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Furlough opponents must consider all budget options


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POSTED: Thursday, October 29, 2009

With Furlough Fridays a reality, efforts toward a long-term solution are overdue. The time that some are now devoting to finger-pointing and affixing blame are a distraction from the more important work we have before us. The real question is, as the economic torrent threatens to erode the foundation of public education, what can we do?

Two meaningful efforts are under way. First, community partners have stepped up to reduce the burdens on students, families, and employers by creating optional activities for furlough days. I commend all of those who have acted to minimize the damage to the school house foundation.

Second, many people are asking if more resources are available to help strengthen our educational system. Legislators are hard at work creating proposals that shore up the threatened foundations. These proposals are being presented to the parties to the collective bargaining agreements: the governor, the state Board of Education, the Department of Education, the Hawaii State Teachers Association, the Hawaii Government Employees Association and the United Public Workers.

We know what started this: State revenues are down, making budget cuts a necessity. The DOE and the governor and her administration negotiated a contract with the HSTA, under which the teachers will take a number of furlough days to reduce personnel costs. The teachers and the DOE negotiated to take the furloughs on instructional days.

The reality is that if we want to eliminate furlough days, we must bridge the gap by finding more money for education.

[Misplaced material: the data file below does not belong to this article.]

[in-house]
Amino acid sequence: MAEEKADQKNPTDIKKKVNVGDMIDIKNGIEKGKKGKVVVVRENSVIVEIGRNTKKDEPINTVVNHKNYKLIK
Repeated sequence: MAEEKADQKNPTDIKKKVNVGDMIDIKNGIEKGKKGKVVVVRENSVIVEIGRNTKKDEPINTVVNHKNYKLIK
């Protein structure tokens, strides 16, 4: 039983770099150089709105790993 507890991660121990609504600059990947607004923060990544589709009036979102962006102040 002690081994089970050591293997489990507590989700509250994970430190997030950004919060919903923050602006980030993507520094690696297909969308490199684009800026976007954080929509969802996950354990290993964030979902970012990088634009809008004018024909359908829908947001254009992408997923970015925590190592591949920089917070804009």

A number of funding options have been laid before us, including targeted tax increases, drawing from various existing funds, and reducing costs in other areas. Each proposal has supporters and detractors, but the most important action the parties can take at this point is to demonstrate a willingness to consider everything.

The discussion should be as inclusive as possible, which means, at minimum, that it would include the administration, the DOE and the HSTA in coming up with a solution. While all of us would like to have a swift answer, most recognize that a quick solution that runs into rancor and roadblocks would only lead to further delays.

Our state must make a basic policy decision about core principles: Are we prepared to make an unwavering commitment to education as a fundamental priority for our state government? Are we willing to fund teacher salaries and keep them on the job, even if that means leaving other programs with less money than they need?

I would say unequivocally yes. As a community, there is no greater commitment than the one we make to our children. That should include making the investment necessary to deliver the education that will serve them for the rest of their lives.

We must commit to addressing the challenge that lies before us. We have seen that the community can work together to help Hawaii's public school students. Businesses, community groups, government agencies and individuals have come together to provide child care options to parents and students facing the furlough days.

Our students, teachers, and community will gain nothing by re-hashing what brought us to this point. This is not the time for blame; it is the time for united action. It is not the time to score political points; it is the time for political will.

I am confident that there is an approach to funding that will address the varied concerns of our state government, the DOE, our teachers, parents and students. I am equally confident that with real leadership and a focus on what is best for our children, our community will find that solution.

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State Sen. Norman Sakamoto is chairman of the Committee on Education and Housing.